At the scene: Correspondents on EU austerity protests
A day of industrial action in protest at austerity is under way in the EU, led by demonstrators in Spain and Portugal.
BBC correspondents sent these first-hand reports from some of the countries involved.
Tom Burridge, Madrid, Spain
My impression is that this general strike is not being followed by as many people as the last general strike in May of this year. That might be because businesses, which are struggling in the recession, are doing everything to stay open. Unemployment is also so high in Spain that jobs are prized possessions which people do not want to risk losing and therefore they fear repercussions if they go on strike.
The usual propaganda war on the day of a general strike is under way. The unions say a large majority of the Spanish workforce are not working. The government says there is a considerable amount of economic activity, given that a strike has been called.
The numbers at, and mood of, large-scale demonstrations planned in Spanish cities later today will be more telling.
Are people increasingly fed up and angry with the government's austerity policies? Or are more people now accepting the economic reforms, as a necessary evil, to get Spain's economy back on track?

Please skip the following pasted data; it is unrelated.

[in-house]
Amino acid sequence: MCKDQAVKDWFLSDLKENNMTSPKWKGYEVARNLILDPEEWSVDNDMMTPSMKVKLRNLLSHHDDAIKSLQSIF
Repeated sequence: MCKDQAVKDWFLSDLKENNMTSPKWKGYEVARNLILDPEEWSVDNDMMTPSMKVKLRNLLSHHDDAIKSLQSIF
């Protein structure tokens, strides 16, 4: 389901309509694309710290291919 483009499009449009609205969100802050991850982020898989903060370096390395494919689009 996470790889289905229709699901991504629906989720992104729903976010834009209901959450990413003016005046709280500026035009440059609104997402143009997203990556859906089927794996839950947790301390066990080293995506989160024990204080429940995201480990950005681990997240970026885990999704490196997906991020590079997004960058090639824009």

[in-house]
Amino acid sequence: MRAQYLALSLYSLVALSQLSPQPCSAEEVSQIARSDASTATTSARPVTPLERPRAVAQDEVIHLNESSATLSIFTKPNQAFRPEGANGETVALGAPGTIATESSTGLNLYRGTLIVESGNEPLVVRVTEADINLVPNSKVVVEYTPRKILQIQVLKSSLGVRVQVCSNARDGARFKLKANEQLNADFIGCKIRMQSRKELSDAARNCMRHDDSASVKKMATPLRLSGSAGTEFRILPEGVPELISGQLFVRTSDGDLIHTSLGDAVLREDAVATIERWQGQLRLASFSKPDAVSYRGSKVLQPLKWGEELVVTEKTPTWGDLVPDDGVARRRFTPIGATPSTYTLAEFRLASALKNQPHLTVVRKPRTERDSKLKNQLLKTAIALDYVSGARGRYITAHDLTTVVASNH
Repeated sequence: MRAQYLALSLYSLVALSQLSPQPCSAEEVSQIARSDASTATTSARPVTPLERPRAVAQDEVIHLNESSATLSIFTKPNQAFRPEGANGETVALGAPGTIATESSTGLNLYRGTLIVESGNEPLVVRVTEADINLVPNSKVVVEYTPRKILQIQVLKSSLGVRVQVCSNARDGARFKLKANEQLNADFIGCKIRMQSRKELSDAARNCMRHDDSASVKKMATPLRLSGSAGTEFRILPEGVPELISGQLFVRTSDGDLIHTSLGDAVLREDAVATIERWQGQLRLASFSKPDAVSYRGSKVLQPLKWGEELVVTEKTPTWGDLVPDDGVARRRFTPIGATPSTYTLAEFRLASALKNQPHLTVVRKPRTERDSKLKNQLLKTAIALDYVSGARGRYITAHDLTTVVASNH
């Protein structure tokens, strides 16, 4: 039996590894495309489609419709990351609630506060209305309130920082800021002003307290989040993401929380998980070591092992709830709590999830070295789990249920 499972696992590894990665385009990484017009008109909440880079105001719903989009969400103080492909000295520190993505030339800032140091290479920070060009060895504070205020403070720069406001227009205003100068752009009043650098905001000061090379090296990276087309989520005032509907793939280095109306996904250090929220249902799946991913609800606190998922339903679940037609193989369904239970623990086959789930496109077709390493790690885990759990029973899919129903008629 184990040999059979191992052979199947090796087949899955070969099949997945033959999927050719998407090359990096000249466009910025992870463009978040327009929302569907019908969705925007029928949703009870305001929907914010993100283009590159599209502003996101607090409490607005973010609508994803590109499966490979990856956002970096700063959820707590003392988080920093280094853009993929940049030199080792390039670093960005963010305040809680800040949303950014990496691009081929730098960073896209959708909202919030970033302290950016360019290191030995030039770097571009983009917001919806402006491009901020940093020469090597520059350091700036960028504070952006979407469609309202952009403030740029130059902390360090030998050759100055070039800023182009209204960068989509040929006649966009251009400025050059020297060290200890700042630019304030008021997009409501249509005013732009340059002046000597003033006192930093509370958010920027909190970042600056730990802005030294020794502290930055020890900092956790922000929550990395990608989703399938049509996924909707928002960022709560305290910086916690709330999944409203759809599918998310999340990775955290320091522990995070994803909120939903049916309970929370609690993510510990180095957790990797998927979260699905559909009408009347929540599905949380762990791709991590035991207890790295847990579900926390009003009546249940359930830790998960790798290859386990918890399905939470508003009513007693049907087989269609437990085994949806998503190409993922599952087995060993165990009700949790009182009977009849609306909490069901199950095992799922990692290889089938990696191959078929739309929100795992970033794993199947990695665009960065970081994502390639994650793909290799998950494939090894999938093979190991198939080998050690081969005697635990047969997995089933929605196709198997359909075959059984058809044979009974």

A lot of anger is directed at Spain's banks, which have been bailed out by the eurozone, for their role in the property boom in Spain. And under public pressure, they were forced to change their policy over housing repossessions this week.
However, do not expect the Spanish government to change its wider economic policies. It has promised its eurozone partners it will reduce spending and increase revenue, to control the country's rising debt.
Alison Roberts, Lisbon, Portugal
There has already been a major impact from the general strike. Public transport has been at a near standstill. The national airline, TAP, cancelled almost half its flights, in part because some emergency workers are striking. Some public hospitals are on minimum services only, and many schools are closed.
The CGTP union federation, which called the strike, is demanding an end to austerity and steps to relaunch growth. It points out that Portugal is shelling out billions of euros in interest payments on its bailout loans, when its lenders can borrow at much cheaper rates.
The other main union federation, the UGT, is not backing the strike. It agrees with the right-of-centre government - and the opposition Socialists - that Portugal needed a bailout to get its house in order. But like many people here, it wants a change of course: despite the government cutting spending and raising taxes it is still struggling to meet its own deficit targets, as the recession drags on. Unemployment is still rising, at 16% and well over twice that for youngsters.
That means more human suffering, but also less tax revenue and more benefits spending. The government is trimming benefits, but that just angers its opponents further.
Alan Johnston, Rome, Italy